One of our regular topics, fast radio bursts (FRBs), has a new advancement. First discovered in 2007, these are literally momentary flashes of energy that reach Earth in the radio portion of the electromagnetic spectrum. Often, there will be just a single flash from a place in the sky, and we can’t link to a single star or another object. Other times, we see recurring flashes.
To try and get a better sense of what might be happening, joint observations were made with the CHIME radio telescope in British Columbia and LOFAR in the northern Netherlands. CHIME operates at 500-800 Mhz, while LOFAR sees at longer wavelengths from 10 to 240 MHz, which extends to either side of the FM radio band. Working together, they observed recurring fast radio burst 20180916B. They discovered that the FRB emitted energy at the longer wavelengths, and these lower-energy photons arrived at LOFAR three days after the higher energy light was seen by CHIME.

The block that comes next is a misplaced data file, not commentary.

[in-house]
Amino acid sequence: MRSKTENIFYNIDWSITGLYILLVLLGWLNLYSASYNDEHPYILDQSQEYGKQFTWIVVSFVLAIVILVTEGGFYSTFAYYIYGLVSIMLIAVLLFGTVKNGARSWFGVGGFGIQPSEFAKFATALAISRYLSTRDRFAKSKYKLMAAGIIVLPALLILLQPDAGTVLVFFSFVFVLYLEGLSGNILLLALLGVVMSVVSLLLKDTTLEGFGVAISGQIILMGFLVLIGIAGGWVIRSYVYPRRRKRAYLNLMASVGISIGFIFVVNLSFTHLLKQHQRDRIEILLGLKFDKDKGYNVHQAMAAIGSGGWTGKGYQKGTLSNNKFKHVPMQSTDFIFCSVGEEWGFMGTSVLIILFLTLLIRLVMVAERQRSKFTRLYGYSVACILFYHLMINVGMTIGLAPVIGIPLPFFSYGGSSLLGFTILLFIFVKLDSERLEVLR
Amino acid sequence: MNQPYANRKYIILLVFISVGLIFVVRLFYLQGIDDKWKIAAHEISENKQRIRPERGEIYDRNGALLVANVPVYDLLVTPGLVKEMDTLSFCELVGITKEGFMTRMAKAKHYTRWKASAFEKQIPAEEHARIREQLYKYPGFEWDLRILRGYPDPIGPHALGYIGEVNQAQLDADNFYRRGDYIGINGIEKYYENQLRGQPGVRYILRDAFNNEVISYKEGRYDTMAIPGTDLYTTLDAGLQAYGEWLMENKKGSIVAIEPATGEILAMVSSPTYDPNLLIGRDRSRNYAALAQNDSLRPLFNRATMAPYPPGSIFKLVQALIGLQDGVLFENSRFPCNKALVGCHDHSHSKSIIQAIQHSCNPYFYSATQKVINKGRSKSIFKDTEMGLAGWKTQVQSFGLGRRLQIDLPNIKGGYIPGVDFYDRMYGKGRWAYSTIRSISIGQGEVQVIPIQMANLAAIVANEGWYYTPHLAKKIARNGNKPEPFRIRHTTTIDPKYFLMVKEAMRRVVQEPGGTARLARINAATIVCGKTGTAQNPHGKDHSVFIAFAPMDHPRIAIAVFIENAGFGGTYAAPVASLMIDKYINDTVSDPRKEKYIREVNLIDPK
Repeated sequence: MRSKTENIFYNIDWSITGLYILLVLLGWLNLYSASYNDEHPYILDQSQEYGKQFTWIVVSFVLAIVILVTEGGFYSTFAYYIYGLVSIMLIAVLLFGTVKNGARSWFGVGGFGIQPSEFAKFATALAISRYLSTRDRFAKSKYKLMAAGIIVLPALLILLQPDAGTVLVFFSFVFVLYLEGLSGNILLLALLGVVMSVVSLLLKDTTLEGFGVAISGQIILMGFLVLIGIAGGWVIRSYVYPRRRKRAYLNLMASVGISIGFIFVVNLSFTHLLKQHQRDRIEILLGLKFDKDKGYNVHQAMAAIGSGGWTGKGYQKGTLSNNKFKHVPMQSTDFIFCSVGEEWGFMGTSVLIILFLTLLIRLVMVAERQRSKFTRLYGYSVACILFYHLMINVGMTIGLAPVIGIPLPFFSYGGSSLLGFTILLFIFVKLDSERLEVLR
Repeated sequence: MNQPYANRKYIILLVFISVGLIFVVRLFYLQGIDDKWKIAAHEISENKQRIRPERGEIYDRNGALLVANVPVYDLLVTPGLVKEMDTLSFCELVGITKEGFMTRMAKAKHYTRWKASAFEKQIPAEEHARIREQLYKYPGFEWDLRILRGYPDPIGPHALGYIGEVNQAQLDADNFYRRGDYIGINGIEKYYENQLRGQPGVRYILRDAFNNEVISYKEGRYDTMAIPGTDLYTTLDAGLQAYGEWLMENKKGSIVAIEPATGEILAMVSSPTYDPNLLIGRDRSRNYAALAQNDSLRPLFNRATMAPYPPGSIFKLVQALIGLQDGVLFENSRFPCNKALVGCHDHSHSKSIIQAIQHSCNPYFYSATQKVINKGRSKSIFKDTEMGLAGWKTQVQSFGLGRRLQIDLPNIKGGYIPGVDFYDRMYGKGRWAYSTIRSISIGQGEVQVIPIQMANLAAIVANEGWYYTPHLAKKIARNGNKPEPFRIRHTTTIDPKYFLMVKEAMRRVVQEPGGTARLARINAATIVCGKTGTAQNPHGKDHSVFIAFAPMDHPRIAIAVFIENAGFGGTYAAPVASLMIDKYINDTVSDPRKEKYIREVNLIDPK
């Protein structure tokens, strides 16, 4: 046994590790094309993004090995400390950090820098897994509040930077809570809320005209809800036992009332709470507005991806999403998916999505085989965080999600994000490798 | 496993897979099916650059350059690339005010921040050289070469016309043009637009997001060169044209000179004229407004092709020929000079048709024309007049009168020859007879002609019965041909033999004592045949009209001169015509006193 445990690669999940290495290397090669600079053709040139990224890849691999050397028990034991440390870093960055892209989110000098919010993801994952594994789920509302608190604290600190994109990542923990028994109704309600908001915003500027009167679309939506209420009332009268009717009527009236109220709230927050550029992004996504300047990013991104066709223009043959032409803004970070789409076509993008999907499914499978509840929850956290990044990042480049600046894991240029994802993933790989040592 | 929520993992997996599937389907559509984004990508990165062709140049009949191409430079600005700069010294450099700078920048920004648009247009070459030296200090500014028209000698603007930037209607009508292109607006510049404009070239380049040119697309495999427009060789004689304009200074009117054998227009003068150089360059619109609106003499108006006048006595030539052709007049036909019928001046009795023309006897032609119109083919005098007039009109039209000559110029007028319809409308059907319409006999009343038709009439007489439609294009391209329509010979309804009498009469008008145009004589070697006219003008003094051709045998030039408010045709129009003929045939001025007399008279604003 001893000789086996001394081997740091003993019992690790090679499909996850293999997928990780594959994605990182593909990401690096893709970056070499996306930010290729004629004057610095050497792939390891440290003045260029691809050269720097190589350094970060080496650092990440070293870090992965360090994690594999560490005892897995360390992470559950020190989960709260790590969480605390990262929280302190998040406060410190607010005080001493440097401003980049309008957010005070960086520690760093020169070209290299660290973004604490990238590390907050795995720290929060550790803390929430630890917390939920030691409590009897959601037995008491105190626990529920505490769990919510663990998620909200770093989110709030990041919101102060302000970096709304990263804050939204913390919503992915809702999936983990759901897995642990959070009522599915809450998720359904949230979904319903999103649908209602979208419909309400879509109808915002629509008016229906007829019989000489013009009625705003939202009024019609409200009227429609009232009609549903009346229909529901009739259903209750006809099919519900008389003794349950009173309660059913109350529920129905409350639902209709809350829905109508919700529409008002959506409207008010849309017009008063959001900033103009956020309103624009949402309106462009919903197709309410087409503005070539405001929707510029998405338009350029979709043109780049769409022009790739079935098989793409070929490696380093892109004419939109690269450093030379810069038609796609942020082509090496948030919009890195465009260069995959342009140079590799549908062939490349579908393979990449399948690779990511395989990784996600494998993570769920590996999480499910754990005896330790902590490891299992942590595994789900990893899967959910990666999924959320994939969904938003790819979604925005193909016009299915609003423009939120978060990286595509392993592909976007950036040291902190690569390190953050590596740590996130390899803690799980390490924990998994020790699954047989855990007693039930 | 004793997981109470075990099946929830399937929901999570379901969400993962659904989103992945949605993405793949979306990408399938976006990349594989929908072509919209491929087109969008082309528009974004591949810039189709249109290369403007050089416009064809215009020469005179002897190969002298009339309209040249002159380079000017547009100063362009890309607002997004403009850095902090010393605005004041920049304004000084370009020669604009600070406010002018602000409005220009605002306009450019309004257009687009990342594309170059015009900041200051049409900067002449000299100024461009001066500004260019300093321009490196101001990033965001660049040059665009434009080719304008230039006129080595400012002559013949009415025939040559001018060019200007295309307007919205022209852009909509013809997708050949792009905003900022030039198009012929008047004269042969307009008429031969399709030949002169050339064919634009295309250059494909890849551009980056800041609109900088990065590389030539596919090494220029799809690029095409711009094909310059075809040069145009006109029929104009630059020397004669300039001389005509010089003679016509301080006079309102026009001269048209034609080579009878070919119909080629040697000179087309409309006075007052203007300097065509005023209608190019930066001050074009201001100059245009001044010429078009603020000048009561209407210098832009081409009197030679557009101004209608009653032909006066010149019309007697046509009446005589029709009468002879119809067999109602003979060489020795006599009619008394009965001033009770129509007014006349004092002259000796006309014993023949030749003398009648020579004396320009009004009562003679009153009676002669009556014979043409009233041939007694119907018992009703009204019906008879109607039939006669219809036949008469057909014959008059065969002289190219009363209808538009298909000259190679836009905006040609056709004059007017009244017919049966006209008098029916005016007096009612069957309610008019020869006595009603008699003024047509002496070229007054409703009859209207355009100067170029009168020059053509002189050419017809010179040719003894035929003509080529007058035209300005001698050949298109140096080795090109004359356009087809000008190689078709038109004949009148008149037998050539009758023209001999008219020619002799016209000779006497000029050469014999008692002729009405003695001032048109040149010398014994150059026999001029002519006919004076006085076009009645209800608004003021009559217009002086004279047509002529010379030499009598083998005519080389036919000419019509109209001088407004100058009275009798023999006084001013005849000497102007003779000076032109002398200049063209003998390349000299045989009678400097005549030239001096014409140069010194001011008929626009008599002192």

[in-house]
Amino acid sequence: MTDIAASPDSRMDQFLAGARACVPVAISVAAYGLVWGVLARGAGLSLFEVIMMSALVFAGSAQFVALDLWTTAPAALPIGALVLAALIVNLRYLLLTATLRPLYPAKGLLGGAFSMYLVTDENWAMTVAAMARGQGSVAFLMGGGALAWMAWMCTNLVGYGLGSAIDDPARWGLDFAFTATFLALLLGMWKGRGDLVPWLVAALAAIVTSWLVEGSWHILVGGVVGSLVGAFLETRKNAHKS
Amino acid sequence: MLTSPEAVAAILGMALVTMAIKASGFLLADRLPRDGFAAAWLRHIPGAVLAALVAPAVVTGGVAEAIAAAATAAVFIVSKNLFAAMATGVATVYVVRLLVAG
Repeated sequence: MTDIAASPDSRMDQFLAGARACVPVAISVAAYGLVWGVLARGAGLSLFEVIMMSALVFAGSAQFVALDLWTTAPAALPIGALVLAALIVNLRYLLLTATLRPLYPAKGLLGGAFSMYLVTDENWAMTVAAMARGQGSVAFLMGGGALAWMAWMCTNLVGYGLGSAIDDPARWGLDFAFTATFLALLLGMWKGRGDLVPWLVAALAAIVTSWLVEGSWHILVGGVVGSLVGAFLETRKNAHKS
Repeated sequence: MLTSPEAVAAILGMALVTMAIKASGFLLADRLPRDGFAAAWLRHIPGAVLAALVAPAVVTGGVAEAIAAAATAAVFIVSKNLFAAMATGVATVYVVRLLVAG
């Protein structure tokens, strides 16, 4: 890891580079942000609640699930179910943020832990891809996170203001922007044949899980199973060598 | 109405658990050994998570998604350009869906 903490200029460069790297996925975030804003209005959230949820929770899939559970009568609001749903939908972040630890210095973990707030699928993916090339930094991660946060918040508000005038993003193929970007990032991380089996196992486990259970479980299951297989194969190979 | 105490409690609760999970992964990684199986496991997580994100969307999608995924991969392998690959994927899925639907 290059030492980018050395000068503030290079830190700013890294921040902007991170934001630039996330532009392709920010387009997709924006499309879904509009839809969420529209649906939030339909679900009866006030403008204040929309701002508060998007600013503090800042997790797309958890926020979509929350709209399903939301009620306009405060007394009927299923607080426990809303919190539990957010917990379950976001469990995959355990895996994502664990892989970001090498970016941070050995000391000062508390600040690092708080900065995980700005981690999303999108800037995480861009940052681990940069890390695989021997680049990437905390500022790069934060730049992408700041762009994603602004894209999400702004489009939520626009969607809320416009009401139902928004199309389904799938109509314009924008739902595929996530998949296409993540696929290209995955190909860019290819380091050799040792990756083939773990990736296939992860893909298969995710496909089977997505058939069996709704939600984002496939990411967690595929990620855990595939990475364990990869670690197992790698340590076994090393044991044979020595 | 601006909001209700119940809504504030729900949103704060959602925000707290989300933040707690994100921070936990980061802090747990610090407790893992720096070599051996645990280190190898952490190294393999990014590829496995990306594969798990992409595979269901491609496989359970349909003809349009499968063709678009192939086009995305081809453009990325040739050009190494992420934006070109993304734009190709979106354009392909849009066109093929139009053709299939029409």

According to study co-author Daniele Michilli: This systematic delay rules out explanations for the periodic activity that do not allow for the frequency dependence and thus brings us a few steps closer to understanding the origin of these mysterious bursts.
This work appears in The Astrophysical Journal Letters and was led by Ziggy Pleunis.
While we don’t know what fast radio bursts are, there are hints they are some kind of neutron star that has a massive magnetic field that periodically rearranges itself and lets off a massive burst of energy. We see other objects, including our own Sun with its solar flares, exhibiting this kind of energetic, magnetic field-related behavior. If fast radio bursts do come from neutron stars, this means that some of the smallest glowing objects in the sky are also responsible for some of the most energetic crackles we detect.
McGill University press release
“LOFAR Detection of 110–188 MHz Emission and Frequency-dependent Activity from FRB 20180916B,” Z. Pleunis et al., 2021 April 9, The Astrophysical Journal Letters